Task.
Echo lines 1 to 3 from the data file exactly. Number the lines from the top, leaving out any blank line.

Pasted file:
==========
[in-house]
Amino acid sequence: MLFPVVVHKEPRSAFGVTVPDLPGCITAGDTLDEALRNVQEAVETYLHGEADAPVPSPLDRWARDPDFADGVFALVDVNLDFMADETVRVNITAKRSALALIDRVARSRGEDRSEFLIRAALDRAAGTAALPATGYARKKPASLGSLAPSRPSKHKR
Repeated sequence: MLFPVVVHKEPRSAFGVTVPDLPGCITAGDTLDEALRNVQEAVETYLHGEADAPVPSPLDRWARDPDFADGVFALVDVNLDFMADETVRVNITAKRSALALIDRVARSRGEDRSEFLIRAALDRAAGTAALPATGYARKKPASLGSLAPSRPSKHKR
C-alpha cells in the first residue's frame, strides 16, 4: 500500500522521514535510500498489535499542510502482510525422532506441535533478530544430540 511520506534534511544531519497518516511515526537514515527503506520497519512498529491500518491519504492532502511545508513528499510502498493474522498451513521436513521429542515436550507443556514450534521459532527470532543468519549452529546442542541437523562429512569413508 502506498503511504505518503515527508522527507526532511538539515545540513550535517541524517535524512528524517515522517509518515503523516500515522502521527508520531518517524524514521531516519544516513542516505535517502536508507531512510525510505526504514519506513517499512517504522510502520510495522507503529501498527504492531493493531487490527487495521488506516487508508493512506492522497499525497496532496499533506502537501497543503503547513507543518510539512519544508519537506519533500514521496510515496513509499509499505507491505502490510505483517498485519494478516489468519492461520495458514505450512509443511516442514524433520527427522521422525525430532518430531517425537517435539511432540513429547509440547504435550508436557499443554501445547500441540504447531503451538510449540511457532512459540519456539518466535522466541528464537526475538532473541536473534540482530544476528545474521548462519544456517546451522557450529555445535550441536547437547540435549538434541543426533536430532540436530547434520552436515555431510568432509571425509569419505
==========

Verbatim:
[in-house]
Amino acid sequence: MLFPVVVHKEPRSAFGVTVPDLPGCITAGDTLDEALRNVQEAVETYLHGEADAPVPSPLDRWARDPDFADGVFALVDVNLDFMADETVRVNITAKRSALALIDRVARSRGEDRSEFLIRAALDRAAGTAALPATGYARKKPASLGSLAPSRPSKHKR
Repeated sequence: MLFPVVVHKEPRSAFGVTVPDLPGCITAGDTLDEALRNVQEAVETYLHGEADAPVPSPLDRWARDPDFADGVFALVDVNLDFMADETVRVNITAKRSALALIDRVARSRGEDRSEFLIRAALDRAAGTAALPATGYARKKPASLGSLAPSRPSKHKR